Day 6: Creature from the Black Lagoon

Halloween Every Day (for a Month)

By Andrew Neil Cole

Day 6: Creature from the Black Lagoon (1954). creature-from-the-black-lagoon-movie-poster-1954-1010141460

Watching Creature from the Black Lagoon is like having a beer with a friend I haven’t seen in years. I’ve always been a sucker for the Universal Monsters, and I’ve always been a sucker for aquatic horror tales; therefore, Creature represents a lovely confluence of nostalgia and personal preference. Believe me, I’ve heard all of the criticism before, and, believe me, much of that criticism is deserved. The score is often screechy and obtrusive; Richard Carlson spends way too much time shirtless; Julie Adams’s character exists primarily to look sexy and scream at the slightest hint of danger; the Amazon River looks suspiciously like Florida; and the Gill-Man is obviously just a guy in a suit … But, come on … it’s one heck of a suit. Sure, in the grand pecking order of the Universal Monsters, this movie doesn’t compare to sheer the brilliance of James Whale’s Frankenstein films, nor does it hold a candle to the visual splendor of The Wolf Man, but such comparisons really aren’t fair. After all, Frankenstein isn’t nearly as much fun as Creature. And let’s not forget that the underwater sequences are actually pretty fantastic, particularly the extended scene in which Julie Adams glides effortlessly through the water, totally unaware that she is being pursued, while the creature keeps pace below her, safely out of sight in the murky depths of the Amazon.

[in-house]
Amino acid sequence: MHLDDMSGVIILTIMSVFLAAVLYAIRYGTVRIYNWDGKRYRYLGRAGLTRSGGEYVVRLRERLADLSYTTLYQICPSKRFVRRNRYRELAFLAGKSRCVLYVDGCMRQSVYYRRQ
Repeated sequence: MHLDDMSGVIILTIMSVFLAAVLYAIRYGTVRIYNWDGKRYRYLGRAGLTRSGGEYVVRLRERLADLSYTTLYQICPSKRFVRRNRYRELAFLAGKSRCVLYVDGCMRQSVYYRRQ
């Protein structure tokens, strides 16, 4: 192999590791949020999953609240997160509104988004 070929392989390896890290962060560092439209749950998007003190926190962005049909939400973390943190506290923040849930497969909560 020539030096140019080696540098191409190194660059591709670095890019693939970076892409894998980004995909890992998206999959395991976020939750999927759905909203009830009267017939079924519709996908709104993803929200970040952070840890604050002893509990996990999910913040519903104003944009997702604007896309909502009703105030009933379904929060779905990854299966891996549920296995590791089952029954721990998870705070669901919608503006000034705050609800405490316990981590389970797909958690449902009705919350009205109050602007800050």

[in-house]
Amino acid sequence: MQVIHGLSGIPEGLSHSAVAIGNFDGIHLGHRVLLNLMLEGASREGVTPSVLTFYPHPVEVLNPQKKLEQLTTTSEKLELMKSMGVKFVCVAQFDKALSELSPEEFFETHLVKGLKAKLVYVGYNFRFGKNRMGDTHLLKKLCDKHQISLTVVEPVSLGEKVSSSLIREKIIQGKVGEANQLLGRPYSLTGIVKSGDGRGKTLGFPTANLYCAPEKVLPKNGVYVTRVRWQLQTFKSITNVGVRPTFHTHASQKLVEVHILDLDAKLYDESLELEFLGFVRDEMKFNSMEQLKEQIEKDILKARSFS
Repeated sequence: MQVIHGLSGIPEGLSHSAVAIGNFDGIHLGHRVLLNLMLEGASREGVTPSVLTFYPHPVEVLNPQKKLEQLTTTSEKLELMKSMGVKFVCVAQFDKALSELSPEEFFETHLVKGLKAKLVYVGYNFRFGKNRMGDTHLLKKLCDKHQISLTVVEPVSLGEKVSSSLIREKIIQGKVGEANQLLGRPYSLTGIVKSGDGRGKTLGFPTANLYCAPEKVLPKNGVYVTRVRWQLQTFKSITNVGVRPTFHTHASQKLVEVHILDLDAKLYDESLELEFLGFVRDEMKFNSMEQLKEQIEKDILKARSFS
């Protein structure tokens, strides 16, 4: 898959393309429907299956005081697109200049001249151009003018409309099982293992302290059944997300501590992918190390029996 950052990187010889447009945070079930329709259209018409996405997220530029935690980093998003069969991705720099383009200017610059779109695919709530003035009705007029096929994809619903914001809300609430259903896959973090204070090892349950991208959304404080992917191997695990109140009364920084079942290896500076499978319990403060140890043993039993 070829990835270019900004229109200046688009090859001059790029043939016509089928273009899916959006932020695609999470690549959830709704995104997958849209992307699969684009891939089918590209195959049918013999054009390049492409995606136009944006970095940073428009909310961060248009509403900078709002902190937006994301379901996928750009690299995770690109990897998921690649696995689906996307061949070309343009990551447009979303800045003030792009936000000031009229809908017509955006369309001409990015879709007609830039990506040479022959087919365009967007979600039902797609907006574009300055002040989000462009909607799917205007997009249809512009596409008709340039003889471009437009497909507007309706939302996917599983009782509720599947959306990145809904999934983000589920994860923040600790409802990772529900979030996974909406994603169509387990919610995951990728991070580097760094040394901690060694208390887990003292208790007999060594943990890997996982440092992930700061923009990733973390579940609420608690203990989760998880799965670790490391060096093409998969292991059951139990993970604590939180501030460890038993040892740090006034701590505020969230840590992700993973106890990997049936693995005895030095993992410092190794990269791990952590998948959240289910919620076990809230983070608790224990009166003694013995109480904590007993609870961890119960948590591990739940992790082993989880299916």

Creature from the Black Lagoon isn’t a perfect movie, but, if you find yourself in the right frame of mind, it can be an integral part of a perfect movie night at home. (Note: I saw this film in 3D on Blu-ray. Honestly, I think it works better in good old-fashioned 2D. Something about the 3D made many of the scenes blurry to the point of inducing nausea.)

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